Today, we’re returning to the last week’s assertion that “Marian Gaborik will be MVP”, to cover the question that many of you have to be thinking: “Can a Hart Trophy winner come from a non-playoff team?” – because it’s a sure bet that many of you don’t believe in the New York Rangers’ chances.
As discussed, the oft-injured Gaborik seems to have found a new level of performance. Over the equivalent of half a season now––following his latest hip surgery––the 27 year old Slovakian forward has markedly improved his shooting percentage, goals per game and points per game, indicating that newfound health has enabled him to ascend to the top tier of the NHL’s elite scorers. Never before imagined levels of 50 to 60 goals and 110 points are within reach for the Blue Shirts’ winger. Before this season, no one would have imagined a Hart Trophy possible for Gaborik. Now it does seem possible, but will the mediocre Rangers help or hurt his cause?
Before we begin to answer that question, let’s orient ourselves. The first thing to realize is that skaters are almost always favored in Hart Trophy voting; the difference in performance between the top goaltender and the top skater needs to be vast for the goaltender to win. In fact, since Hall Of Famer Jacques Plante won way back in 1961-62 (42-14-14, 2.37 GAA), the award has only been won three times by goaltenders: Dominik Hasek in 1996-97 (37-20-10, 2.27 GAA, .930 save percentage) and 1997-98 (33-23-13, 2.09 GAA, .932 save percentage) and Jose Theodore in 2001-02 (30-24-10, 2.11 GAA, .931 save percentage). The Dominator won the honor with utterly ridiculous seasons worth 54.0 GVT and 54.1 GVT, while Theodore earned the award with an impressive 43.1 GVT, the second best goalie-season this decade (Roberto Luongo’s 47.1 GVT in 2003-04 went unrewarded for the Vezina Trophy as well).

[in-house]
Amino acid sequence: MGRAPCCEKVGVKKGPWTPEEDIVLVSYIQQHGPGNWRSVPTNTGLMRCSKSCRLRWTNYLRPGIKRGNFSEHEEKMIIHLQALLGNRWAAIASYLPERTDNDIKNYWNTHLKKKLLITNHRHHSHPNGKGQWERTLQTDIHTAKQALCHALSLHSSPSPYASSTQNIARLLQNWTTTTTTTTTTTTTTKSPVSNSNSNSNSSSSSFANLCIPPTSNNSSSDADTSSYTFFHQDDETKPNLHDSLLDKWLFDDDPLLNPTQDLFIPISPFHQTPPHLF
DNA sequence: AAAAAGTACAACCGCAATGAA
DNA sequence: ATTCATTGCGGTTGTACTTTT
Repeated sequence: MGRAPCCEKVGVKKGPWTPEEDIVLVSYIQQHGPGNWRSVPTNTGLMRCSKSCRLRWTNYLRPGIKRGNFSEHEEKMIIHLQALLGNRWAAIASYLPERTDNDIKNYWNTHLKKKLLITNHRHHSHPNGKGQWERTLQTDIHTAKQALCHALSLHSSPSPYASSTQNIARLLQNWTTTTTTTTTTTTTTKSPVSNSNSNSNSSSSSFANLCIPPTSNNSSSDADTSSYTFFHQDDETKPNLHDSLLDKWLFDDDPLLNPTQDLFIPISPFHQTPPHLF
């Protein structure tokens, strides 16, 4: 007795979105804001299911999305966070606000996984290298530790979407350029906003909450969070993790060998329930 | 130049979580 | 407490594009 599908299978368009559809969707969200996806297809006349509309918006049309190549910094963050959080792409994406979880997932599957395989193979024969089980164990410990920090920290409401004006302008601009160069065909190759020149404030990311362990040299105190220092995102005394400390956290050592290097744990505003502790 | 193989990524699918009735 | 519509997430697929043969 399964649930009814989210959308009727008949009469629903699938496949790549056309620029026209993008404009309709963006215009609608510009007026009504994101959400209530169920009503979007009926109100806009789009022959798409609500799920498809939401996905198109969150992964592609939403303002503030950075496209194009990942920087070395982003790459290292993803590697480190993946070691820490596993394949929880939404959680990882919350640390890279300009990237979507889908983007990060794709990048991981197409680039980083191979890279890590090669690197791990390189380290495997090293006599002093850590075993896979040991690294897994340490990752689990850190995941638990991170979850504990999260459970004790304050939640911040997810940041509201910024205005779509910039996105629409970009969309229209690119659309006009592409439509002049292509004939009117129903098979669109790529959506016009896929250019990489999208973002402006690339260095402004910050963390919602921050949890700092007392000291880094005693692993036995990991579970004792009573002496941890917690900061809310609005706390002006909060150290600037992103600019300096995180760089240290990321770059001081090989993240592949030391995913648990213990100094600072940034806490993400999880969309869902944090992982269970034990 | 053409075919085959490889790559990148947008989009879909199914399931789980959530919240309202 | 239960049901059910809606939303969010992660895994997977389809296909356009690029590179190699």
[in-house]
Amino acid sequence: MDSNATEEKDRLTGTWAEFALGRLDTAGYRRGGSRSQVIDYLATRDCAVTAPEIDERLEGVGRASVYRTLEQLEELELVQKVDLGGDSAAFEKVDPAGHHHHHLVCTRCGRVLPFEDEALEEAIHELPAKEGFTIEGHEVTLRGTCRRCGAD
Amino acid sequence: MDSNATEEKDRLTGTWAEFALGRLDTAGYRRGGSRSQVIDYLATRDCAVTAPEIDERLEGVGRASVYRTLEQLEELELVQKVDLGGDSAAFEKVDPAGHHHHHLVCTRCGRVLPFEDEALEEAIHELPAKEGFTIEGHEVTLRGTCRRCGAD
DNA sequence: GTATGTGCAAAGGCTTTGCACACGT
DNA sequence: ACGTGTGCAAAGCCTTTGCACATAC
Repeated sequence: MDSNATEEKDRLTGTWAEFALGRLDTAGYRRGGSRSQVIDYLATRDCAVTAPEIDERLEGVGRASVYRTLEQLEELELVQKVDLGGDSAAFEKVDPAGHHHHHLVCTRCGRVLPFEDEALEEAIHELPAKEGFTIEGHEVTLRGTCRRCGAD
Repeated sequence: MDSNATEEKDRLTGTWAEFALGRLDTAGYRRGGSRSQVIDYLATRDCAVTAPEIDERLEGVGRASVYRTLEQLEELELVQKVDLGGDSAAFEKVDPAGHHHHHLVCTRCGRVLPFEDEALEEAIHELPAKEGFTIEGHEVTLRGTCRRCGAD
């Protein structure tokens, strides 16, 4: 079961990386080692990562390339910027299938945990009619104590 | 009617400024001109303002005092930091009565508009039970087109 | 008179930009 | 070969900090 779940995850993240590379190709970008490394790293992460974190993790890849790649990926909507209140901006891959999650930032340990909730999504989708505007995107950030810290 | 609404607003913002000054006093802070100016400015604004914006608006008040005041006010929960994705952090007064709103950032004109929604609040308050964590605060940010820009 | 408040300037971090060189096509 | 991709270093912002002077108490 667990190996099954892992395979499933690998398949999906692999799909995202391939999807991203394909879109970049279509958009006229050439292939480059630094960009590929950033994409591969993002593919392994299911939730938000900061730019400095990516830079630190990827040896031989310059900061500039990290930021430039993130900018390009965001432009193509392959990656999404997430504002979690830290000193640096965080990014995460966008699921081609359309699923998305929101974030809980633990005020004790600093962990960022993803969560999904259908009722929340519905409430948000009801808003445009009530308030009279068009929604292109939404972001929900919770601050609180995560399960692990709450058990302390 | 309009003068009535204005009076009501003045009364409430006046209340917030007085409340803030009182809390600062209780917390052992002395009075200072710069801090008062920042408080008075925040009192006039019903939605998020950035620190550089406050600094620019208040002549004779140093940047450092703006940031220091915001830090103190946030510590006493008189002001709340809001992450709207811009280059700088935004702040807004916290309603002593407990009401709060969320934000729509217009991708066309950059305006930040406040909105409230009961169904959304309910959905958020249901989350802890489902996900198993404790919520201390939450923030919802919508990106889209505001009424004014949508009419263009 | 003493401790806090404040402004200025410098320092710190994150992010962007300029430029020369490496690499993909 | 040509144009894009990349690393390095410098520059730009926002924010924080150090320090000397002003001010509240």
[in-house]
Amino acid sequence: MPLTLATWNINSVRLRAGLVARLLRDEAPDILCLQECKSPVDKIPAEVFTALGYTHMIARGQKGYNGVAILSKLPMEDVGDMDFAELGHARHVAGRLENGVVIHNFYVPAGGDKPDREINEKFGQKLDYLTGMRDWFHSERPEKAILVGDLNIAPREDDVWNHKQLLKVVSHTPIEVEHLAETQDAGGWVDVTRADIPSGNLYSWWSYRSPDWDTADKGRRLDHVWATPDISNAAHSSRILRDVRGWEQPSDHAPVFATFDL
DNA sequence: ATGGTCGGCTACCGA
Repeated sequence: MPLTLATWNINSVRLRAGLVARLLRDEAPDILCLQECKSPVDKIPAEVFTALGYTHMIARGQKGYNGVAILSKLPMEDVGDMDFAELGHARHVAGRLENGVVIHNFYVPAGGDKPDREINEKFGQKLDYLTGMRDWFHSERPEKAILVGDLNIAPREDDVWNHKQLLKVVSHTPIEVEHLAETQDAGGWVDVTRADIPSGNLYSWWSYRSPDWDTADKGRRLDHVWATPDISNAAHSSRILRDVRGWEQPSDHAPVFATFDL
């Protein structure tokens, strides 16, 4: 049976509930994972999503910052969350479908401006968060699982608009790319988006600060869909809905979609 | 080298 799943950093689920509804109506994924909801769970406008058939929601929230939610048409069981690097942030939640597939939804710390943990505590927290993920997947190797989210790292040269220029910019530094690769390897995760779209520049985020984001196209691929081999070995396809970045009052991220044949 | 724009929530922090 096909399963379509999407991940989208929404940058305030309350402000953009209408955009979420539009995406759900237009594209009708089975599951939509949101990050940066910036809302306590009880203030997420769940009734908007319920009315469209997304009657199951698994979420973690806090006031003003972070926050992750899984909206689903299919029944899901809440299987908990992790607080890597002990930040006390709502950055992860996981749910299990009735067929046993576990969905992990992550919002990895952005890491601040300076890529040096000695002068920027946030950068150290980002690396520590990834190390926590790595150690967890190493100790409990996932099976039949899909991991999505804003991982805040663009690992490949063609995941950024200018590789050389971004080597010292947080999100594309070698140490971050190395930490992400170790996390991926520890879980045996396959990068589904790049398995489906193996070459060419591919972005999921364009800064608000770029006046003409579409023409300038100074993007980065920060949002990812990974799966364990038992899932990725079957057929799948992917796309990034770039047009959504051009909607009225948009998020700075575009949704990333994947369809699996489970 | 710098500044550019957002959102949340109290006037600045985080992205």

So putting the top goaltenders aside, we can concentrate on the top skaters by Goals Versus Threshold (GVT). Observing the table below, we can see that Alex Ovechkin was a deserving winner of the Hart last season:
Hart Trophy candidates' GVT: All skaters, 2008-09
Name Team Pos Overall Rank Skaters' Rank GVT Playoff Team?
Alexander Ovechkin WSH F 4 1 27.1 Yes
Pavel Datsyuk DET F 5 2 26.9 Yes
Zach Parise NJD F 6 3 26.3 Yes
Mike Green WSH D 7 4 25.9 Yes
Evgeni Malkin PIT F 10 5 24.1 Yes
Alexander Semin WSH F 12 6 22.8 Yes
Jeff Carter PHI F 14 7 21.6 Yes
Marian Hossa DET F 15 8 20.9 Yes